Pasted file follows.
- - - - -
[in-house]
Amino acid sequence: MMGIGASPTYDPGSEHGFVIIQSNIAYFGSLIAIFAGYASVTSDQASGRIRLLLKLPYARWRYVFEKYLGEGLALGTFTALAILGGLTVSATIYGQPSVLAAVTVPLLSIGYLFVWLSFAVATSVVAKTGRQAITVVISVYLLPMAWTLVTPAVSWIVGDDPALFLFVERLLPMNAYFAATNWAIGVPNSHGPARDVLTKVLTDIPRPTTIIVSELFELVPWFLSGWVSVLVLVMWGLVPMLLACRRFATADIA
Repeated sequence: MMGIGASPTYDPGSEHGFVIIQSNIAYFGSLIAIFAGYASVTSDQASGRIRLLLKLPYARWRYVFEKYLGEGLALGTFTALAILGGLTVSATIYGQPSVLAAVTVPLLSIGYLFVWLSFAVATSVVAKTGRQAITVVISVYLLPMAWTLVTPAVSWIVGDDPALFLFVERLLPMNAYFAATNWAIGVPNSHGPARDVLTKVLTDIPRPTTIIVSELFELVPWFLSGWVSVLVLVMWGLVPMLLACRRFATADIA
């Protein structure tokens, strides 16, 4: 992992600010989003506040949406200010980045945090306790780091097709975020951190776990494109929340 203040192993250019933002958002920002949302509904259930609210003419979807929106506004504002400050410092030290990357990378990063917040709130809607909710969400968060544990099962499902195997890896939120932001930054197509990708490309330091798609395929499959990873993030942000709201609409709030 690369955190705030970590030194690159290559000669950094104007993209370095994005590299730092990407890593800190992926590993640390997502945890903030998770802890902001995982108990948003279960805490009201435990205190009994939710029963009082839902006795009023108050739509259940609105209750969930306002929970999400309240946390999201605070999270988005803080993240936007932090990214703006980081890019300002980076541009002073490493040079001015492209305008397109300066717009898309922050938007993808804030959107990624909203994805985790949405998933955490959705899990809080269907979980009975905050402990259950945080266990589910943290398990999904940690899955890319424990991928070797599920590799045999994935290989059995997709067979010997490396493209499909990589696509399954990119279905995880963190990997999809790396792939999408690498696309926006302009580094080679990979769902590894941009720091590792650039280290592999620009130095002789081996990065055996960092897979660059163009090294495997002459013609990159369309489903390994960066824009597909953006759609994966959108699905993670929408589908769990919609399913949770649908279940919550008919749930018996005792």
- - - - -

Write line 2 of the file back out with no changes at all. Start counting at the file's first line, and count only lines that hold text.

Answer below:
Amino acid sequence: MMGIGASPTYDPGSEHGFVIIQSNIAYFGSLIAIFAGYASVTSDQASGRIRLLLKLPYARWRYVFEKYLGEGLALGTFTALAILGGLTVSATIYGQPSVLAAVTVPLLSIGYLFVWLSFAVATSVVAKTGRQAITVVISVYLLPMAWTLVTPAVSWIVGDDPALFLFVERLLPMNAYFAATNWAIGVPNSHGPARDVLTKVLTDIPRPTTIIVSELFELVPWFLSGWVSVLVLVMWGLVPMLLACRRFATADIA